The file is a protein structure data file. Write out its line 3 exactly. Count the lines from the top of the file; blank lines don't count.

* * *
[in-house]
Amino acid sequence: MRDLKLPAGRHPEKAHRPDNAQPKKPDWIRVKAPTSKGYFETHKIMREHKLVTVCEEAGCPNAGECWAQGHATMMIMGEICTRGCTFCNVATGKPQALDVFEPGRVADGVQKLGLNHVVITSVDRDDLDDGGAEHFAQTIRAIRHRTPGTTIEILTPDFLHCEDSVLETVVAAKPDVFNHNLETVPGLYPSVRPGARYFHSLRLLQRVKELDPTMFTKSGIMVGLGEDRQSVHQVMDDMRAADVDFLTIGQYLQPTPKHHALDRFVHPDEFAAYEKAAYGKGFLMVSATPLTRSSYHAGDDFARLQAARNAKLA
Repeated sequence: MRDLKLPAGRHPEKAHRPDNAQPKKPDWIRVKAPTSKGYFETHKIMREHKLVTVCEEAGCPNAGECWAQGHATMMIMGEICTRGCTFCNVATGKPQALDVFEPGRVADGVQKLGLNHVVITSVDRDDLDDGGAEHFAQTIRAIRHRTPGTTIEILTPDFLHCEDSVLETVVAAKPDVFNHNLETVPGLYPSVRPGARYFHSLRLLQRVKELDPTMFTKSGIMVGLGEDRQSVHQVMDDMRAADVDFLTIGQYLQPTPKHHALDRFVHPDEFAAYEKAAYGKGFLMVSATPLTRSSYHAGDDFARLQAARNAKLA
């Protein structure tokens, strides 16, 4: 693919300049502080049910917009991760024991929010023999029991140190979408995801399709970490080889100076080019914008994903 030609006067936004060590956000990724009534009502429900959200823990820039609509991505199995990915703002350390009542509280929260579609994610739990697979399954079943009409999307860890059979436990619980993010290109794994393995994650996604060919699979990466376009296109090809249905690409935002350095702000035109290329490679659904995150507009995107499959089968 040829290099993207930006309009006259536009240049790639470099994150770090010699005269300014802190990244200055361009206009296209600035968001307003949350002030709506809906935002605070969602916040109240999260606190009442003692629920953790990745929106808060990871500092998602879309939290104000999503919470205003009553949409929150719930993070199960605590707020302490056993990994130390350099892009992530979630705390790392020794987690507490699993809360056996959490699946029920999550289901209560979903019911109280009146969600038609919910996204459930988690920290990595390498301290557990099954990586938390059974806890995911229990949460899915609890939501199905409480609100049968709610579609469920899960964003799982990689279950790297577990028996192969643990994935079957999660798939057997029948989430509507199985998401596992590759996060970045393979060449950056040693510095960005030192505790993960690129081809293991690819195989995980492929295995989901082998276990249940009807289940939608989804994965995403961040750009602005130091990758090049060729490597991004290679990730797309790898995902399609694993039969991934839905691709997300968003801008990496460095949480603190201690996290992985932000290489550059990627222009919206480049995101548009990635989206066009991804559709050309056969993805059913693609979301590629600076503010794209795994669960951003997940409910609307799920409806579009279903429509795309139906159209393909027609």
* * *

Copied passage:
Repeated sequence: MRDLKLPAGRHPEKAHRPDNAQPKKPDWIRVKAPTSKGYFETHKIMREHKLVTVCEEAGCPNAGECWAQGHATMMIMGEICTRGCTFCNVATGKPQALDVFEPGRVADGVQKLGLNHVVITSVDRDDLDDGGAEHFAQTIRAIRHRTPGTTIEILTPDFLHCEDSVLETVVAAKPDVFNHNLETVPGLYPSVRPGARYFHSLRLLQRVKELDPTMFTKSGIMVGLGEDRQSVHQVMDDMRAADVDFLTIGQYLQPTPKHHALDRFVHPDEFAAYEKAAYGKGFLMVSATPLTRSSYHAGDDFARLQAARNAKLA